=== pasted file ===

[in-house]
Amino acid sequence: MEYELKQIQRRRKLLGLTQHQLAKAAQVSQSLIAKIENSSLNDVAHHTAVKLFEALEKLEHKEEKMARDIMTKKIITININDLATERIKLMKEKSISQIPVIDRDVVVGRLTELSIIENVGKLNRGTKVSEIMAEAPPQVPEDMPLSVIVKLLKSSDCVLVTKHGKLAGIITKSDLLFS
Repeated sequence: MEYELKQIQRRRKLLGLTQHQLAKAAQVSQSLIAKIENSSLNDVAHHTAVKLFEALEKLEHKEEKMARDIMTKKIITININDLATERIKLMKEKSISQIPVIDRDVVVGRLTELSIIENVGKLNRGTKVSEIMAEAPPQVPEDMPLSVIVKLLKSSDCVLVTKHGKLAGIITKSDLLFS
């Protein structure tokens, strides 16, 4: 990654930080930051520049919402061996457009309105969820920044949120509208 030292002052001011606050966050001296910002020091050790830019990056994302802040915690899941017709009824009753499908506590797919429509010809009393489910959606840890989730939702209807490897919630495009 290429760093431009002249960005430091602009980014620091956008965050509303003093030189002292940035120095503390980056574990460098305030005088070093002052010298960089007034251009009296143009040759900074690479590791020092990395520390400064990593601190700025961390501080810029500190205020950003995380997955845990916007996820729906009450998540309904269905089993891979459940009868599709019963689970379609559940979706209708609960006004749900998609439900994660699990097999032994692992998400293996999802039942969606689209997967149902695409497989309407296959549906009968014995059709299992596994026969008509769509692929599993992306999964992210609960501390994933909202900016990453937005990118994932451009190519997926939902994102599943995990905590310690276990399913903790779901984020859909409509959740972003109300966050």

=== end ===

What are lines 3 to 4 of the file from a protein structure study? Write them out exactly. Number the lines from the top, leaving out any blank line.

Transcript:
Repeated sequence: MEYELKQIQRRRKLLGLTQHQLAKAAQVSQSLIAKIENSSLNDVAHHTAVKLFEALEKLEHKEEKMARDIMTKKIITININDLATERIKLMKEKSISQIPVIDRDVVVGRLTELSIIENVGKLNRGTKVSEIMAEAPPQVPEDMPLSVIVKLLKSSDCVLVTKHGKLAGIITKSDLLFS
């Protein structure tokens, strides 16, 4: 990654930080930051520049919402061996457009309105969820920044949120509208 030292002052001011606050966050001296910002020091050790830019990056994302802040915690899941017709009824009753499908506590797919429509010809009393489910959606840890989730939702209807490897919630495009 290429760093431009002249960005430091602009980014620091956008965050509303003093030189002292940035120095503390980056574990460098305030005088070093002052010298960089007034251009009296143009040759900074690479590791020092990395520390400064990593601190700025961390501080810029500190205020950003995380997955845990916007996820729906009450998540309904269905089993891979459940009868599709019963689970379609559940979706209708609960006004749900998609439900994660699990097999032994692992998400293996999802039942969606689209997967149902695409497989309407296959549906009968014995059709299992596994026969008509769509692929599993992306999964992210609960501390994933909202900016990453937005990118994932451009190519997926939902994102599943995990905590310690276990399913903790779901984020859909409509959740972003109300966050």